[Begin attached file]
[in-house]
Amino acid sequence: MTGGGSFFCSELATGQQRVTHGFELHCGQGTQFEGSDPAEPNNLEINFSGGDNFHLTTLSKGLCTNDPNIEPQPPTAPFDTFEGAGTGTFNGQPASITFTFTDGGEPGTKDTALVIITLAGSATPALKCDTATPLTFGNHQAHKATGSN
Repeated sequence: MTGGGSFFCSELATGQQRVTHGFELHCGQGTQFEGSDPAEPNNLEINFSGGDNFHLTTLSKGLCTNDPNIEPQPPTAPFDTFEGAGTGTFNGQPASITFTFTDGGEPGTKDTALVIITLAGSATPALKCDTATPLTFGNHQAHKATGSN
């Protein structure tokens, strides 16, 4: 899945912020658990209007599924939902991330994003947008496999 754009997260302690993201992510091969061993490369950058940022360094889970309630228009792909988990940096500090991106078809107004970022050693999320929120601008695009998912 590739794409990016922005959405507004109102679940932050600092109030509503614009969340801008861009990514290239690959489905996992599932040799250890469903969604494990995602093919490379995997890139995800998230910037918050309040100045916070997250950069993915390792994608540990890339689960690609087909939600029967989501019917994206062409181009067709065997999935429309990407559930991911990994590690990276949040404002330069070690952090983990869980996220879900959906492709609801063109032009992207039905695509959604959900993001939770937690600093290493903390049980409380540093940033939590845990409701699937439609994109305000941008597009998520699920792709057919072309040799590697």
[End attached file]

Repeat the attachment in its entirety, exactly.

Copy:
[in-house]
Amino acid sequence: MTGGGSFFCSELATGQQRVTHGFELHCGQGTQFEGSDPAEPNNLEINFSGGDNFHLTTLSKGLCTNDPNIEPQPPTAPFDTFEGAGTGTFNGQPASITFTFTDGGEPGTKDTALVIITLAGSATPALKCDTATPLTFGNHQAHKATGSN
Repeated sequence: MTGGGSFFCSELATGQQRVTHGFELHCGQGTQFEGSDPAEPNNLEINFSGGDNFHLTTLSKGLCTNDPNIEPQPPTAPFDTFEGAGTGTFNGQPASITFTFTDGGEPGTKDTALVIITLAGSATPALKCDTATPLTFGNHQAHKATGSN
């Protein structure tokens, strides 16, 4: 899945912020658990209007599924939902991330994003947008496999 754009997260302690993201992510091969061993490369950058940022360094889970309630228009792909988990940096500090991106078809107004970022050693999320929120601008695009998912 590739794409990016922005959405507004109102679940932050600092109030509503614009969340801008861009990514290239690959489905996992599932040799250890469903969604494990995602093919490379995997890139995800998230910037918050309040100045916070997250950069993915390792994608540990890339689960690609087909939600029967989501019917994206062409181009067709065997999935429309990407559930991911990994590690990276949040404002330069070690952090983990869980996220879900959906492709609801063109032009992207039905695509959604959900993001939770937690600093290493903390049980409380540093940033939590845990409701699937439609994109305000941008597009998520699920792709057919072309040799590697």